Rob Roy Rankin, the founder of local NewLaw firm Rankin & Co., has come out swinging at what it he described as “cynical” efforts to engage and retain staff under the traditional law firm model.
Introducing ping pong tables and on-site yoga merely amounted to perks in an effort to maximise profit, Mr Rankin argued, which aim to distract employees from the “drudgery” of their experience. He added that such short-term strategies, which also extended to so-called “flexible working” policies, would fail to sustain talented employees.
“It’s about creating an amazing experience for employees using long-term strategies. It is about designing a firm where employee experience (EX) is part of your DNA,” Mr Rankin told Lawyers Weekly.
Pointing to new research on human resources by the Harvard Business Review, Mr Rankin said most employee engagement initiatives deployed within the traditional law firm environment were set up to fail.
This was because such initiatives were equivalent to an organisational adrenaline shot – “short-term fixes that smell like manipulation”, he said.
Before establishing NewLaw firm Rankin & Co., Mr Rankin was an equity partner at a traditional law firm in Melbourne.
With a young family that he rarely saw and bound to his desk for more than 12 hours each day, Mr Rankin said that reached a point where he knew he had to break free.
Today, Rankin & Co. has expanded its operations from Melbourne into the Sydney and Brisbane markets with the appointment of two new principals. Recently the former chief operating officer of HWL Ebsworth and Macpherson Kelley, Rob Patterson also joined the team to assist the NewLaw firm with its growth.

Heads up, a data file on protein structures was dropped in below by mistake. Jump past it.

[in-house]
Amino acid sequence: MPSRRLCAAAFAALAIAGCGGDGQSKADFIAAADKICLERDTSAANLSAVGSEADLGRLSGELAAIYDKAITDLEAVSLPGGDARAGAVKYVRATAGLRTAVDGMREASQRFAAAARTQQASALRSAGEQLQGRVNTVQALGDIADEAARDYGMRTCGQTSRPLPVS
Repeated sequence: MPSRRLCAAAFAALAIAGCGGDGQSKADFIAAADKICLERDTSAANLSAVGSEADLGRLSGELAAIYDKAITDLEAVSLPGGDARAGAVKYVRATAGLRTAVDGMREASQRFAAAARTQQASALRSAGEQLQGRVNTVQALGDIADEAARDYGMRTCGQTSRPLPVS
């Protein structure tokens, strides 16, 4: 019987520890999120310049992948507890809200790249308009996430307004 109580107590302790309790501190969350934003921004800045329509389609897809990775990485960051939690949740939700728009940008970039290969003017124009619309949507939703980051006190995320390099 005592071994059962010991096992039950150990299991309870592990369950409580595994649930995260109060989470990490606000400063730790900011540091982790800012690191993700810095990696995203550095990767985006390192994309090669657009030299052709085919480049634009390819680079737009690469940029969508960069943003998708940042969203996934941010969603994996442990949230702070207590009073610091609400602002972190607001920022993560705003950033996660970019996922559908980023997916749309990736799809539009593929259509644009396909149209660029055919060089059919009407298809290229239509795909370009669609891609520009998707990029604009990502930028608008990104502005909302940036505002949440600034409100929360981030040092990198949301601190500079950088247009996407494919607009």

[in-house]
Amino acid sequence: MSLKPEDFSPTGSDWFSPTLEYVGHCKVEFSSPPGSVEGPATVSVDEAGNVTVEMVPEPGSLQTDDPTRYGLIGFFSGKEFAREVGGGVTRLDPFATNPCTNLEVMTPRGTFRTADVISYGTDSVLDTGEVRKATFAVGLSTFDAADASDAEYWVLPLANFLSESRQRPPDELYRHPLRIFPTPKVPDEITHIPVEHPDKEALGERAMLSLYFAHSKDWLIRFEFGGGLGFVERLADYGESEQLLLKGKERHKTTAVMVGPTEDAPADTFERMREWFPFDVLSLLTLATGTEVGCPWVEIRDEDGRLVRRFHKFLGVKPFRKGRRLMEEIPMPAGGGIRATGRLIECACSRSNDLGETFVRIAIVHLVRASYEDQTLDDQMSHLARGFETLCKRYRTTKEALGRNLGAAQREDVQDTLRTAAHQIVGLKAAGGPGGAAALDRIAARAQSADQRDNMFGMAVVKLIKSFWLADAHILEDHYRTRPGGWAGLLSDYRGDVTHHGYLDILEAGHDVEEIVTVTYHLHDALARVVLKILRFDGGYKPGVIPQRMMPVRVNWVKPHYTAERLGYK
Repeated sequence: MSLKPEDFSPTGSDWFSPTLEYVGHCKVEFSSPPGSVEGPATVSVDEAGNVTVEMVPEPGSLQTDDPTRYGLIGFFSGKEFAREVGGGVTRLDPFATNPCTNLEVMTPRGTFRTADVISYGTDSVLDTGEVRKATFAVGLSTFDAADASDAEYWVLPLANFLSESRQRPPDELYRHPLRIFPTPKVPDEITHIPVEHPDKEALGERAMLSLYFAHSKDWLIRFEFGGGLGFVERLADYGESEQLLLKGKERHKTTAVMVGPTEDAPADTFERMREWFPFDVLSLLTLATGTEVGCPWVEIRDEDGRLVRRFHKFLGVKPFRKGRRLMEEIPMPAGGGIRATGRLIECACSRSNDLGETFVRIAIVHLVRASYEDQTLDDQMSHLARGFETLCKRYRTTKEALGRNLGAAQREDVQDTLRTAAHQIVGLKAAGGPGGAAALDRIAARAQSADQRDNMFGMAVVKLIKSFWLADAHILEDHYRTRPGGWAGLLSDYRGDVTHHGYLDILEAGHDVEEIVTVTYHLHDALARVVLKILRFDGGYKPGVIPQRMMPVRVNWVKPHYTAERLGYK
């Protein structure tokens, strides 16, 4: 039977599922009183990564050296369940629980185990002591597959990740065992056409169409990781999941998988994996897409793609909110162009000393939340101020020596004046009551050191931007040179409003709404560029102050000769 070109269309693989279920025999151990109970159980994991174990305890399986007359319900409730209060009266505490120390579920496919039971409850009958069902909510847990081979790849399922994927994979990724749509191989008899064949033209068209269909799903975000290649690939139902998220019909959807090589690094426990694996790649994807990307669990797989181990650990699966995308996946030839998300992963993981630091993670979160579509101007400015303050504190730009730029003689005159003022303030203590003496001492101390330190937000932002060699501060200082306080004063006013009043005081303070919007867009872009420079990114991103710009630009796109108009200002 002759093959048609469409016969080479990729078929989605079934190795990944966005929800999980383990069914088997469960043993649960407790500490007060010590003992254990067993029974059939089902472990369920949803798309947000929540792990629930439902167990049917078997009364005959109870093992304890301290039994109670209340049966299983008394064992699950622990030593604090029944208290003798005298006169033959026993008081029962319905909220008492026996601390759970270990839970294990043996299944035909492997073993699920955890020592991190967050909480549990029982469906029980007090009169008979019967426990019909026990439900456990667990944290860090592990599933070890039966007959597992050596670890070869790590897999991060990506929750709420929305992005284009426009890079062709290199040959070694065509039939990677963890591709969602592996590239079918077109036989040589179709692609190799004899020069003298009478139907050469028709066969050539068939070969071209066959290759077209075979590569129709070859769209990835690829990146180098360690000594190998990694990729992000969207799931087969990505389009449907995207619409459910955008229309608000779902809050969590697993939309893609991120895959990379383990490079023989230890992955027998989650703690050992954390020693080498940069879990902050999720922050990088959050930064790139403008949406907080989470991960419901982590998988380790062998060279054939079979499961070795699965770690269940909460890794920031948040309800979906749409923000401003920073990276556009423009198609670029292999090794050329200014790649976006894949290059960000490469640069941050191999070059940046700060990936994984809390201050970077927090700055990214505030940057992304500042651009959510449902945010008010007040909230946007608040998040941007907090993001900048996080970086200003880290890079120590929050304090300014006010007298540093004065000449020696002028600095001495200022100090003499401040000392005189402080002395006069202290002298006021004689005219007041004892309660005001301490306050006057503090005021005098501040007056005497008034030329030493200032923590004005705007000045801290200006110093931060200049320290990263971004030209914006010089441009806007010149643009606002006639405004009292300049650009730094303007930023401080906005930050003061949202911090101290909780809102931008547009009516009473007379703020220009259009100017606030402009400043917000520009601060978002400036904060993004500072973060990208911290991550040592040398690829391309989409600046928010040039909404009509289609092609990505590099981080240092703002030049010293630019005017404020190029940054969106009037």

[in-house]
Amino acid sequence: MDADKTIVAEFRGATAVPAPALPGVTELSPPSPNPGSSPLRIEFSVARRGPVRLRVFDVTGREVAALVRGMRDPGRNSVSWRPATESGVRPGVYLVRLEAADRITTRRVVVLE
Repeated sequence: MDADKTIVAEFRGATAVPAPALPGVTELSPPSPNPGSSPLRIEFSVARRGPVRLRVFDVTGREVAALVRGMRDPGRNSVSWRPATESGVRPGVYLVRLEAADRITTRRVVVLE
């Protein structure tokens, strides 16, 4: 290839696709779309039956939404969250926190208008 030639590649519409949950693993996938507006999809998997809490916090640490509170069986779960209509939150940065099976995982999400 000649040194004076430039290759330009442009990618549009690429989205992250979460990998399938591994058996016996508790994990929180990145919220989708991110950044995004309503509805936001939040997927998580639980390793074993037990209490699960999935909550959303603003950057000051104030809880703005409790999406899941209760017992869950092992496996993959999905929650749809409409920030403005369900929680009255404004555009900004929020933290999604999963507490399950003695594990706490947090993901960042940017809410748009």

“I wanted to create a virtual workplace with a culture of adventure, innovation and fun. Our lawyers were going to be the central characters in our story because only through them would we be able to drive an excellent client experience,” Mr Rankin said.
“In an environment where many firms are indistinguishable, I wanted Rankin & Co. to be very different.”
The Harvard Business Review study, led by Jacob Morgan, found that organisations who invested in EX significantly outperformed other firms, with profitability soaring four times the average and operating at significantly more productive levels.
By interviewing interviewing 150 psychologists, economists and business leaders from around the world, the study determined that the environments that mattered most to employees were cultural, technological and physical.
More than half of respondents, who were employees from 250 diverse organisations, rated their company poorly in at least one of the three essential categories.
Survey respondents worked for Fortune 100 companies and different organisations that had made the cut on different “best workplaces” lists.
Mr Rankin said that it was clear that workplaces enjoyed real gains in productivity when they looked beyond employee engagement programs and redesigned EX according to the cultural, technological and physical conditions of the organisation.
“You need to create a place where people want to go to work each day,” Mr Rankin said.
“EX is the totality of an employee’s experiences in a law firm and requires building an organisation from the ground up for the employee’s benefit.
“Traditional law firms in Australia have got it the wrong way around.”